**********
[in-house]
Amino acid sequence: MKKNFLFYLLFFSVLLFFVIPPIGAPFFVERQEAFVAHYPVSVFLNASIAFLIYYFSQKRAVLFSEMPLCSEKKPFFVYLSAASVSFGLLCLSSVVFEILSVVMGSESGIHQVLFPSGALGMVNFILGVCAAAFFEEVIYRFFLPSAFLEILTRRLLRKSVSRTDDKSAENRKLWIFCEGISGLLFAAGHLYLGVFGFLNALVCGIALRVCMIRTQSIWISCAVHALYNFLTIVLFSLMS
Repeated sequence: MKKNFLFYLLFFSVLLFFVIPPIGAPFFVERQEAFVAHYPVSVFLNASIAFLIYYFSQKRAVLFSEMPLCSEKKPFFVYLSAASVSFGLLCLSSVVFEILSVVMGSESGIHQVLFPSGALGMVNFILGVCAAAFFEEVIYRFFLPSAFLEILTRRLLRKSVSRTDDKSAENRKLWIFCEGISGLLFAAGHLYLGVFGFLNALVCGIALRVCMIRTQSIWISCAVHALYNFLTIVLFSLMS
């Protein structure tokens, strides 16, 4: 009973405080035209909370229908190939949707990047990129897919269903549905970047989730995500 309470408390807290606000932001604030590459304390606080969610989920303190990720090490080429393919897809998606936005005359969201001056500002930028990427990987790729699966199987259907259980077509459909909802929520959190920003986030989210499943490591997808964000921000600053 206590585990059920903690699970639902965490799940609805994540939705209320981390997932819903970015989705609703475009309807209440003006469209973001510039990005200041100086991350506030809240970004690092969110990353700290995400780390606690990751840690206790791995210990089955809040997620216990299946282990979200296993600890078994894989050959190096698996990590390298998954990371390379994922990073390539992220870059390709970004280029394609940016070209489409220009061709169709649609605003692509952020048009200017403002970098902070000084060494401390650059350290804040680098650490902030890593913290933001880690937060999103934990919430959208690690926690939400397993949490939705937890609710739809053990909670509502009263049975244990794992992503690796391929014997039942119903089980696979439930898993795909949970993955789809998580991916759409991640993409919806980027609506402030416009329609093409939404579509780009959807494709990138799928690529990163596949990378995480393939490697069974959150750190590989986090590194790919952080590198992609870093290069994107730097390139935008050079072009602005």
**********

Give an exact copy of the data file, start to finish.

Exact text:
[in-house]
Amino acid sequence: MKKNFLFYLLFFSVLLFFVIPPIGAPFFVERQEAFVAHYPVSVFLNASIAFLIYYFSQKRAVLFSEMPLCSEKKPFFVYLSAASVSFGLLCLSSVVFEILSVVMGSESGIHQVLFPSGALGMVNFILGVCAAAFFEEVIYRFFLPSAFLEILTRRLLRKSVSRTDDKSAENRKLWIFCEGISGLLFAAGHLYLGVFGFLNALVCGIALRVCMIRTQSIWISCAVHALYNFLTIVLFSLMS
Repeated sequence: MKKNFLFYLLFFSVLLFFVIPPIGAPFFVERQEAFVAHYPVSVFLNASIAFLIYYFSQKRAVLFSEMPLCSEKKPFFVYLSAASVSFGLLCLSSVVFEILSVVMGSESGIHQVLFPSGALGMVNFILGVCAAAFFEEVIYRFFLPSAFLEILTRRLLRKSVSRTDDKSAENRKLWIFCEGISGLLFAAGHLYLGVFGFLNALVCGIALRVCMIRTQSIWISCAVHALYNFLTIVLFSLMS
């Protein structure tokens, strides 16, 4: 009973405080035209909370229908190939949707990047990129897919269903549905970047989730995500 309470408390807290606000932001604030590459304390606080969610989920303190990720090490080429393919897809998606936005005359969201001056500002930028990427990987790729699966199987259907259980077509459909909802929520959190920003986030989210499943490591997808964000921000600053 206590585990059920903690699970639902965490799940609805994540939705209320981390997932819903970015989705609703475009309807209440003006469209973001510039990005200041100086991350506030809240970004690092969110990353700290995400780390606690990751840690206790791995210990089955809040997620216990299946282990979200296993600890078994894989050959190096698996990590390298998954990371390379994922990073390539992220870059390709970004280029394609940016070209489409220009061709169709649609605003692509952020048009200017403002970098902070000084060494401390650059350290804040680098650490902030890593913290933001880690937060999103934990919430959208690690926690939400397993949490939705937890609710739809053990909670509502009263049975244990794992992503690796391929014997039942119903089980696979439930898993795909949970993955789809998580991916759409991640993409919806980027609506402030416009329609093409939404579509780009959807494709990138799928690529990163596949990378995480393939490697069974959150750190590989986090590194790919952080590198992609870093290069994107730097390139935008050079072009602005």